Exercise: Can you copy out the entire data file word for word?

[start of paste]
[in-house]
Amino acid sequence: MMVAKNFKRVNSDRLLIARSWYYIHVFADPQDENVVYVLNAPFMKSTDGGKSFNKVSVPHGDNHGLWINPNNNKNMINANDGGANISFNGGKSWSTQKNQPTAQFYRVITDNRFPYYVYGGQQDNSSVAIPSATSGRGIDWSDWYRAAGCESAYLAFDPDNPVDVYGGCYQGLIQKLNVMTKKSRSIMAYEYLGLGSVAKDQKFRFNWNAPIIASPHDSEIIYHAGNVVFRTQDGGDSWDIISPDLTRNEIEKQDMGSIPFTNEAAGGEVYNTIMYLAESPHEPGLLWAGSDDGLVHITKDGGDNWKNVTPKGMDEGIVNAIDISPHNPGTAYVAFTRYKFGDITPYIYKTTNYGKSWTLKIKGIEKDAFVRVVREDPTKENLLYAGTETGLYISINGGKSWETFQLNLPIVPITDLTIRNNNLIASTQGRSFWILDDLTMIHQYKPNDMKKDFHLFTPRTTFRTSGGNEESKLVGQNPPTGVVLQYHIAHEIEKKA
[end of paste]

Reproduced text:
[in-house]
Amino acid sequence: MMVAKNFKRVNSDRLLIARSWYYIHVFADPQDENVVYVLNAPFMKSTDGGKSFNKVSVPHGDNHGLWINPNNNKNMINANDGGANISFNGGKSWSTQKNQPTAQFYRVITDNRFPYYVYGGQQDNSSVAIPSATSGRGIDWSDWYRAAGCESAYLAFDPDNPVDVYGGCYQGLIQKLNVMTKKSRSIMAYEYLGLGSVAKDQKFRFNWNAPIIASPHDSEIIYHAGNVVFRTQDGGDSWDIISPDLTRNEIEKQDMGSIPFTNEAAGGEVYNTIMYLAESPHEPGLLWAGSDDGLVHITKDGGDNWKNVTPKGMDEGIVNAIDISPHNPGTAYVAFTRYKFGDITPYIYKTTNYGKSWTLKIKGIEKDAFVRVVREDPTKENLLYAGTETGLYISINGGKSWETFQLNLPIVPITDLTIRNNNLIASTQGRSFWILDDLTMIHQYKPNDMKKDFHLFTPRTTFRTSGGNEESKLVGQNPPTGVVLQYHIAHEIEKKA